I wonder if there is any film in recent years that beguile you from the start, and in reflect you give a thunderous clap after every single speech delivered by the main character.
If a statement above seems hyperbolic, then perhaps because the title film on our subject is. Or rather, it is larger than life.
The sophomore directorial debut of George Clooney exactly mirrors his own persona: charming, suave and contented. Thus, when he delivers the subject of television journalism serving as a merciless attack towards the communist witch-hunt initiated by Senator Joseph McCarthy in 1950s, Clooney shows that such a resilient persistence has to be done in a grand manner.
The manner is apparent enough through the, literally, smoky screen as we see the main characters continue puffing their way through cigarettes, perhaps symbolizing the perceived image of gentlemen of that era. The backdrop jazz soundtrack provided by Dianne Reeves remind us the insert of Vonda Shepard in Ally McBeal series, that although the presence is considered a background prop, no scenes are wasted whenever they are in.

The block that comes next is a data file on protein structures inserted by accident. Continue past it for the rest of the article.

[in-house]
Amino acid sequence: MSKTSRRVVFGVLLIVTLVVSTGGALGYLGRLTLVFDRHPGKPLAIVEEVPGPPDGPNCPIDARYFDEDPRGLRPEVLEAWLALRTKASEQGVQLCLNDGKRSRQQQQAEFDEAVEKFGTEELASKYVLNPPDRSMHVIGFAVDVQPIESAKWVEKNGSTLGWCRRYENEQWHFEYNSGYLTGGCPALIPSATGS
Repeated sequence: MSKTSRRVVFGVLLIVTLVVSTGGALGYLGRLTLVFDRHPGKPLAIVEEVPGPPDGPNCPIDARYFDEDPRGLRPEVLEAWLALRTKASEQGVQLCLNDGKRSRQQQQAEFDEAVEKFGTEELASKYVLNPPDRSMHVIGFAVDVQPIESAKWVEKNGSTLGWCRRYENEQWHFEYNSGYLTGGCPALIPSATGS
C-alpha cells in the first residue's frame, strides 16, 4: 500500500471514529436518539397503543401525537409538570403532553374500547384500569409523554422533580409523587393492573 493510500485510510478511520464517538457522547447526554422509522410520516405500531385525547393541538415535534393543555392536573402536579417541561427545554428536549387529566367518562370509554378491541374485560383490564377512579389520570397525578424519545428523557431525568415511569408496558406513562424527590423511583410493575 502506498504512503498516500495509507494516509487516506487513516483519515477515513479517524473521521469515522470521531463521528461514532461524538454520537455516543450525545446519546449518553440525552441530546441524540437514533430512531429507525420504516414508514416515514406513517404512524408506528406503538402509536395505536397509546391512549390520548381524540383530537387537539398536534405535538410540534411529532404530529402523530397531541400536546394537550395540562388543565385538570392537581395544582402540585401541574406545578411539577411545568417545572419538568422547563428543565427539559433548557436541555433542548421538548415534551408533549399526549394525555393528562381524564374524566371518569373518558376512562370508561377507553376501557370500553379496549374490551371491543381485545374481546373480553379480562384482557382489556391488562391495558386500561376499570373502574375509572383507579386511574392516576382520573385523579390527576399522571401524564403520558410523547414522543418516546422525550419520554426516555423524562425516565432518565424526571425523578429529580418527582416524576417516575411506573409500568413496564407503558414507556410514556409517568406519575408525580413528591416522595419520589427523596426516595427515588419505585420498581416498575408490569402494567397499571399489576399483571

The combination of the two leads to the gorgeous black-and-white cinematography of Robert Elswit, a deserving Oscar-nominee for his work here, providing illuminous look against the constant terror in the television studio as told to us through a compelling screenplay.
The words as spoken in attention-grabbing style of David Strathairn as Edward R. Murrow are indeed echoing the importance of a goggle box called television. Thus, towards the end of the film, after showcasing his star persona in every single scene, Murrow closes his exhibition by giving a toned-down speech, indicating that it is not the television that stupefying us, but rather, how we treat the box as a tool to enhance our mind and our knowledge towards life.
It is by then, a suaver-than-suave persuasion from a person like Clooney can pull it off nicely in this best journalism drama in recent years.
Alas, a film as good as this will leave you wanting for more, long after the closing speech ends with: